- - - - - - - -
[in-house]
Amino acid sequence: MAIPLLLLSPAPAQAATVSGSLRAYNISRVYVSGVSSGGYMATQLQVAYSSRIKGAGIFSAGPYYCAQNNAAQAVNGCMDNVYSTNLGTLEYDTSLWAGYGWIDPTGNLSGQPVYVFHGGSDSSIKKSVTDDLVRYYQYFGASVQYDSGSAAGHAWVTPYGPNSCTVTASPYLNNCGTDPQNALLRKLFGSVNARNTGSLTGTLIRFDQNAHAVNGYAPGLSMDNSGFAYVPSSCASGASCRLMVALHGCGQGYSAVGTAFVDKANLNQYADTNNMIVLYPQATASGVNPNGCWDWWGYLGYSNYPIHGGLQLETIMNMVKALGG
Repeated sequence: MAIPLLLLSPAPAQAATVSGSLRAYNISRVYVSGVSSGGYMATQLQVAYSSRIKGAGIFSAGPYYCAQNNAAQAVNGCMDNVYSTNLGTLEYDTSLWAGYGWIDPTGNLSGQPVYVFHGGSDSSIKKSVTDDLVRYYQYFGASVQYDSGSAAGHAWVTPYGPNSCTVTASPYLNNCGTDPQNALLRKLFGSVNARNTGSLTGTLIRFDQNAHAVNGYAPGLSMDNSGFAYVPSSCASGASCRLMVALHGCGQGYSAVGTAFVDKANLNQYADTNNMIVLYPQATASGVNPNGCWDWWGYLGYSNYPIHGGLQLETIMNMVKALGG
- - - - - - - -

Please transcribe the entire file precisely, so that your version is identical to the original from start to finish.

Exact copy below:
[in-house]
Amino acid sequence: MAIPLLLLSPAPAQAATVSGSLRAYNISRVYVSGVSSGGYMATQLQVAYSSRIKGAGIFSAGPYYCAQNNAAQAVNGCMDNVYSTNLGTLEYDTSLWAGYGWIDPTGNLSGQPVYVFHGGSDSSIKKSVTDDLVRYYQYFGASVQYDSGSAAGHAWVTPYGPNSCTVTASPYLNNCGTDPQNALLRKLFGSVNARNTGSLTGTLIRFDQNAHAVNGYAPGLSMDNSGFAYVPSSCASGASCRLMVALHGCGQGYSAVGTAFVDKANLNQYADTNNMIVLYPQATASGVNPNGCWDWWGYLGYSNYPIHGGLQLETIMNMVKALGG
Repeated sequence: MAIPLLLLSPAPAQAATVSGSLRAYNISRVYVSGVSSGGYMATQLQVAYSSRIKGAGIFSAGPYYCAQNNAAQAVNGCMDNVYSTNLGTLEYDTSLWAGYGWIDPTGNLSGQPVYVFHGGSDSSIKKSVTDDLVRYYQYFGASVQYDSGSAAGHAWVTPYGPNSCTVTASPYLNNCGTDPQNALLRKLFGSVNARNTGSLTGTLIRFDQNAHAVNGYAPGLSMDNSGFAYVPSSCASGASCRLMVALHGCGQGYSAVGTAFVDKANLNQYADTNNMIVLYPQATASGVNPNGCWDWWGYLGYSNYPIHGGLQLETIMNMVKALGG